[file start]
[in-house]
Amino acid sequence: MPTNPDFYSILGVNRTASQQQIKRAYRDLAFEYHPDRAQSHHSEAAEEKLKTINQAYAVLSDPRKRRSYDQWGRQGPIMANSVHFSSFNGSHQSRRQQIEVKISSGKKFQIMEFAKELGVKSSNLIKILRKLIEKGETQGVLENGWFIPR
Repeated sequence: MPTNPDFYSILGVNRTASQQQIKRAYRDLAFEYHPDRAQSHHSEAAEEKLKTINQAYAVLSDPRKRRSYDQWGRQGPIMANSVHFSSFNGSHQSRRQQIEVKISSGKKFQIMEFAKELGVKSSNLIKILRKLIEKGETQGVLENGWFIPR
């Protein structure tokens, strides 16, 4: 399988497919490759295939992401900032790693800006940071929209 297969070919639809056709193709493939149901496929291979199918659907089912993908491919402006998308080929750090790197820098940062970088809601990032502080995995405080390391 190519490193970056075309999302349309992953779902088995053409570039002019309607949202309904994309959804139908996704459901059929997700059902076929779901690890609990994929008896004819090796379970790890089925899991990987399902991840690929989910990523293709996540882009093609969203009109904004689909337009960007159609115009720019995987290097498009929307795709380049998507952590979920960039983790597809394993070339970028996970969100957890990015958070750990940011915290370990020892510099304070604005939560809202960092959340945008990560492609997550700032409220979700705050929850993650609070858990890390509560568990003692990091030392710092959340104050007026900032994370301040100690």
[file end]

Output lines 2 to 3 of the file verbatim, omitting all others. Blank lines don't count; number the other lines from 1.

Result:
Amino acid sequence: MPTNPDFYSILGVNRTASQQQIKRAYRDLAFEYHPDRAQSHHSEAAEEKLKTINQAYAVLSDPRKRRSYDQWGRQGPIMANSVHFSSFNGSHQSRRQQIEVKISSGKKFQIMEFAKELGVKSSNLIKILRKLIEKGETQGVLENGWFIPR
Repeated sequence: MPTNPDFYSILGVNRTASQQQIKRAYRDLAFEYHPDRAQSHHSEAAEEKLKTINQAYAVLSDPRKRRSYDQWGRQGPIMANSVHFSSFNGSHQSRRQQIEVKISSGKKFQIMEFAKELGVKSSNLIKILRKLIEKGETQGVLENGWFIPR